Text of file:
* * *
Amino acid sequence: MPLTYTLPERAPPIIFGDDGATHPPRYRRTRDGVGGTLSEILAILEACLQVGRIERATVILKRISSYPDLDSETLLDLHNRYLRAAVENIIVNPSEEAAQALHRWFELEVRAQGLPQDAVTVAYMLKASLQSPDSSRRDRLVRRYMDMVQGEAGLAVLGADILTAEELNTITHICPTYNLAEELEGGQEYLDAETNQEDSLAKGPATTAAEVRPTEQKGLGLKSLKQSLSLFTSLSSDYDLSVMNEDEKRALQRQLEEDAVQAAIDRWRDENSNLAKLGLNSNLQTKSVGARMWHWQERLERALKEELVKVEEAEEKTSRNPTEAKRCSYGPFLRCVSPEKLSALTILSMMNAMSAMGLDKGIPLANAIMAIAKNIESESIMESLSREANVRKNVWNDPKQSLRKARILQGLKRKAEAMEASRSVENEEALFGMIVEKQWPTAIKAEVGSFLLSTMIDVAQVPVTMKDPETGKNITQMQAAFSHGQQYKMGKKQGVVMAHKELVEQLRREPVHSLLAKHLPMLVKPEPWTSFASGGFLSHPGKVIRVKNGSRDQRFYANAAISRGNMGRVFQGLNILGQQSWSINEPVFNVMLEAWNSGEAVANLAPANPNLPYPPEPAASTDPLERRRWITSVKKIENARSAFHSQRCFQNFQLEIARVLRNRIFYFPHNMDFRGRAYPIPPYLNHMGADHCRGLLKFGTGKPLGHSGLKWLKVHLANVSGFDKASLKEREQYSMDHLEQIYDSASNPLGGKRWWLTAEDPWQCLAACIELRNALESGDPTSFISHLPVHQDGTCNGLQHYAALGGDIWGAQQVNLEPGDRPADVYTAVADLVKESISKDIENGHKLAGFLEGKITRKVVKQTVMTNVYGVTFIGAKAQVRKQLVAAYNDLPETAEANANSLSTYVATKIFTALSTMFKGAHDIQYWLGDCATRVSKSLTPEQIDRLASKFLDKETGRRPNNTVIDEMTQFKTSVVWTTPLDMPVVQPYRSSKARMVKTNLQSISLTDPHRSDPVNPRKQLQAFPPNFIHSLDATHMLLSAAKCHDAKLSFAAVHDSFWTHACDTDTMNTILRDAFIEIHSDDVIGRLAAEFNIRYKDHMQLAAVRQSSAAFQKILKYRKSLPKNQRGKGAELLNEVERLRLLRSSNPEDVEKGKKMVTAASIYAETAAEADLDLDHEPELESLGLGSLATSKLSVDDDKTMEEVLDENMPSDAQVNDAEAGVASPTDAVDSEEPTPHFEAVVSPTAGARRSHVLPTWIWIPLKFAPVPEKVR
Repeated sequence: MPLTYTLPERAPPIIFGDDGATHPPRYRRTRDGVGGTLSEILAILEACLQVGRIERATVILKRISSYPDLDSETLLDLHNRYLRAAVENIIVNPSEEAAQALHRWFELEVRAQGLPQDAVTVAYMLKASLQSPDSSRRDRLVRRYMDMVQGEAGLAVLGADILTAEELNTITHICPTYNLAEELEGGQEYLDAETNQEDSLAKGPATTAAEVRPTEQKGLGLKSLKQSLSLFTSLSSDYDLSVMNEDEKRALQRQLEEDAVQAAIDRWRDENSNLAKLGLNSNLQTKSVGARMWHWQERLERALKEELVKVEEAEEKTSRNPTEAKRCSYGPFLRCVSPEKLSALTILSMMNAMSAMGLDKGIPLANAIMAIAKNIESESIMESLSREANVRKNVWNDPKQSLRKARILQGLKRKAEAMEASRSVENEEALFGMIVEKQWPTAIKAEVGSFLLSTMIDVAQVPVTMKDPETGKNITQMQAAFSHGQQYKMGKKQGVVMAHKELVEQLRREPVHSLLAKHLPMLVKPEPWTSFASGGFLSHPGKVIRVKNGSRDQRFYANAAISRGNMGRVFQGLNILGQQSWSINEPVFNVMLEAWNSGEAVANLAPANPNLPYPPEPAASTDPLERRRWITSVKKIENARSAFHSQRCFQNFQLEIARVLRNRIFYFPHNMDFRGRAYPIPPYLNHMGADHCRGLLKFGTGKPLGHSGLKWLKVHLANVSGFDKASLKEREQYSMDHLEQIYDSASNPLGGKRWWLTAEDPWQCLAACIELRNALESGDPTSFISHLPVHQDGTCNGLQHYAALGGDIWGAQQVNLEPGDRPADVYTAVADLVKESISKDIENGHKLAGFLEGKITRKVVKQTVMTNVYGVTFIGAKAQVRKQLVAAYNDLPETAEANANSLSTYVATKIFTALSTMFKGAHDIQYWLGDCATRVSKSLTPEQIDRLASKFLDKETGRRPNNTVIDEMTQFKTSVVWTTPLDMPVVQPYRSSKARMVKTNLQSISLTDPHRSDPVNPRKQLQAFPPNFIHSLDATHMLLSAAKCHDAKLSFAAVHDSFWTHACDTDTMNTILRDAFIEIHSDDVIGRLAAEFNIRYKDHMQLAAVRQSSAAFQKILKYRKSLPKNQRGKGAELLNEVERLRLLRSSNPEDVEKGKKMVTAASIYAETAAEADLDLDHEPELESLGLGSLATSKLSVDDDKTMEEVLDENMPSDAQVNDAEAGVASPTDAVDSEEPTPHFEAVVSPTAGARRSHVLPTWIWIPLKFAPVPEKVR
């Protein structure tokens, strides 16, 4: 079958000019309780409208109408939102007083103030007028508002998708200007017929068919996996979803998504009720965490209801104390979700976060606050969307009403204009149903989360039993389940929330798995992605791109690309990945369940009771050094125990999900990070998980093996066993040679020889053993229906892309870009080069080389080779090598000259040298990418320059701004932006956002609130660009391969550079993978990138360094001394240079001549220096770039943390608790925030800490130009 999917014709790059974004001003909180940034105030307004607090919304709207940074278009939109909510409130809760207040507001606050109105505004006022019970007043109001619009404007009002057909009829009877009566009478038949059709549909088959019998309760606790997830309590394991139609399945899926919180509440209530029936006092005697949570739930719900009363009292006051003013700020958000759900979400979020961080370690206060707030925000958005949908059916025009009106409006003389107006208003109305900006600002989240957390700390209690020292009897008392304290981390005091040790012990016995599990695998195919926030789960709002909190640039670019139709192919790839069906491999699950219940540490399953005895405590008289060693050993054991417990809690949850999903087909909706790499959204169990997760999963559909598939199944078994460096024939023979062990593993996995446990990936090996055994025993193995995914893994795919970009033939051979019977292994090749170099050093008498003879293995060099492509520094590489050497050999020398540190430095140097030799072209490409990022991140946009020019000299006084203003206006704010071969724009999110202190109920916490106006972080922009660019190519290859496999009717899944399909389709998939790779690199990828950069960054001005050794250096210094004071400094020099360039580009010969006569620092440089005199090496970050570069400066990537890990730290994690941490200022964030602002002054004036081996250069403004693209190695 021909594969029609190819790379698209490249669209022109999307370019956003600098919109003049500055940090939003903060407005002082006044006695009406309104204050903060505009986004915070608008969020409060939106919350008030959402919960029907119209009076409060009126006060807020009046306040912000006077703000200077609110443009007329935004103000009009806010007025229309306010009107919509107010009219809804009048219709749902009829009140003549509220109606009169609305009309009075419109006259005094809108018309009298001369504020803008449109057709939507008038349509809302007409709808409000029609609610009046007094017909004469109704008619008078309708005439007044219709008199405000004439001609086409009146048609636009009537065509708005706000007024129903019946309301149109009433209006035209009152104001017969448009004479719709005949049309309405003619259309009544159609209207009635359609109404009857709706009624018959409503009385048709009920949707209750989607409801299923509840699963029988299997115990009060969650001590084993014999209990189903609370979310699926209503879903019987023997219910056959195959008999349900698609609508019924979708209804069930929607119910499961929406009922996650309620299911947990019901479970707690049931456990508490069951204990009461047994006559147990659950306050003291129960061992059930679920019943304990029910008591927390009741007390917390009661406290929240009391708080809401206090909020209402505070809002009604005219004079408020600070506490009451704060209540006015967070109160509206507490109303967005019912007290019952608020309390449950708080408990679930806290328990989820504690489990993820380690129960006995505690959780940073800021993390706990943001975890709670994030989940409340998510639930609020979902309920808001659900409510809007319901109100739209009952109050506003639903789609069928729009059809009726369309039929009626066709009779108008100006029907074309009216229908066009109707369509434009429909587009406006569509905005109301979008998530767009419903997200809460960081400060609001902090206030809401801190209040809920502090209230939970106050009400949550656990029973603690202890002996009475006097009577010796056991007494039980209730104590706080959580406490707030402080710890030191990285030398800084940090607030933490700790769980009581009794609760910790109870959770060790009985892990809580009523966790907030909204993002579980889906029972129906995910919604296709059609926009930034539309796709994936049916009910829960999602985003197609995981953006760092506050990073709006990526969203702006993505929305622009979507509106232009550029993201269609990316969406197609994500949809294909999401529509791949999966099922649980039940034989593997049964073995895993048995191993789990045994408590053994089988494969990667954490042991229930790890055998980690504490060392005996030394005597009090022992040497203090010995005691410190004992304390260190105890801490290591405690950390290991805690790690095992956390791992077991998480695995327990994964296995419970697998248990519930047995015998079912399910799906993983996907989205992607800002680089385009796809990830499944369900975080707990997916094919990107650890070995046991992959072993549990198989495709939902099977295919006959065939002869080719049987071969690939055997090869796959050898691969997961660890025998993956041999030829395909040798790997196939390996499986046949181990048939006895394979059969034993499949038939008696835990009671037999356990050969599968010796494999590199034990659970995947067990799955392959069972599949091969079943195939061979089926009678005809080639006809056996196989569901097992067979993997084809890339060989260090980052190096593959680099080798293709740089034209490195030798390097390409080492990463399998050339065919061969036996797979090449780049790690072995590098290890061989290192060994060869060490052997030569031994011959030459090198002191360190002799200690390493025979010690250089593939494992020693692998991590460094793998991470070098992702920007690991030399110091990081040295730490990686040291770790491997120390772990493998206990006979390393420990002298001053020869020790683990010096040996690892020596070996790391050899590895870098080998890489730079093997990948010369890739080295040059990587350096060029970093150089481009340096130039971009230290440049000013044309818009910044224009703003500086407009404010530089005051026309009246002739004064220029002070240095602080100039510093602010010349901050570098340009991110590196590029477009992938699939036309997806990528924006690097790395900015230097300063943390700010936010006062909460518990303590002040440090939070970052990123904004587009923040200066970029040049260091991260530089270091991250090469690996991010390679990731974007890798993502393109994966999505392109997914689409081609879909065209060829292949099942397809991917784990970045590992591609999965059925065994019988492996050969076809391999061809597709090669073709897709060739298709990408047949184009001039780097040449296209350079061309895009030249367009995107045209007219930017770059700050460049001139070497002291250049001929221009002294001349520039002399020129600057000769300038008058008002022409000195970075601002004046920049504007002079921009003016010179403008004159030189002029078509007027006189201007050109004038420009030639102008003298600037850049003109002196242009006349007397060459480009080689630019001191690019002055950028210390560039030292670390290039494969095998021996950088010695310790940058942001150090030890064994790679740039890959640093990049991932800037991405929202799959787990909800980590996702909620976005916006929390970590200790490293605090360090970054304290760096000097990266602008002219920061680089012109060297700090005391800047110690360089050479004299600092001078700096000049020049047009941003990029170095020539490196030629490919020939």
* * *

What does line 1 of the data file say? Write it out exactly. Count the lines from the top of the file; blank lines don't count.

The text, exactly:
Amino acid sequence: MPLTYTLPERAPPIIFGDDGATHPPRYRRTRDGVGGTLSEILAILEACLQVGRIERATVILKRISSYPDLDSETLLDLHNRYLRAAVENIIVNPSEEAAQALHRWFELEVRAQGLPQDAVTVAYMLKASLQSPDSSRRDRLVRRYMDMVQGEAGLAVLGADILTAEELNTITHICPTYNLAEELEGGQEYLDAETNQEDSLAKGPATTAAEVRPTEQKGLGLKSLKQSLSLFTSLSSDYDLSVMNEDEKRALQRQLEEDAVQAAIDRWRDENSNLAKLGLNSNLQTKSVGARMWHWQERLERALKEELVKVEEAEEKTSRNPTEAKRCSYGPFLRCVSPEKLSALTILSMMNAMSAMGLDKGIPLANAIMAIAKNIESESIMESLSREANVRKNVWNDPKQSLRKARILQGLKRKAEAMEASRSVENEEALFGMIVEKQWPTAIKAEVGSFLLSTMIDVAQVPVTMKDPETGKNITQMQAAFSHGQQYKMGKKQGVVMAHKELVEQLRREPVHSLLAKHLPMLVKPEPWTSFASGGFLSHPGKVIRVKNGSRDQRFYANAAISRGNMGRVFQGLNILGQQSWSINEPVFNVMLEAWNSGEAVANLAPANPNLPYPPEPAASTDPLERRRWITSVKKIENARSAFHSQRCFQNFQLEIARVLRNRIFYFPHNMDFRGRAYPIPPYLNHMGADHCRGLLKFGTGKPLGHSGLKWLKVHLANVSGFDKASLKEREQYSMDHLEQIYDSASNPLGGKRWWLTAEDPWQCLAACIELRNALESGDPTSFISHLPVHQDGTCNGLQHYAALGGDIWGAQQVNLEPGDRPADVYTAVADLVKESISKDIENGHKLAGFLEGKITRKVVKQTVMTNVYGVTFIGAKAQVRKQLVAAYNDLPETAEANANSLSTYVATKIFTALSTMFKGAHDIQYWLGDCATRVSKSLTPEQIDRLASKFLDKETGRRPNNTVIDEMTQFKTSVVWTTPLDMPVVQPYRSSKARMVKTNLQSISLTDPHRSDPVNPRKQLQAFPPNFIHSLDATHMLLSAAKCHDAKLSFAAVHDSFWTHACDTDTMNTILRDAFIEIHSDDVIGRLAAEFNIRYKDHMQLAAVRQSSAAFQKILKYRKSLPKNQRGKGAELLNEVERLRLLRSSNPEDVEKGKKMVTAASIYAETAAEADLDLDHEPELESLGLGSLATSKLSVDDDKTMEEVLDENMPSDAQVNDAEAGVASPTDAVDSEEPTPHFEAVVSPTAGARRSHVLPTWIWIPLKFAPVPEKVR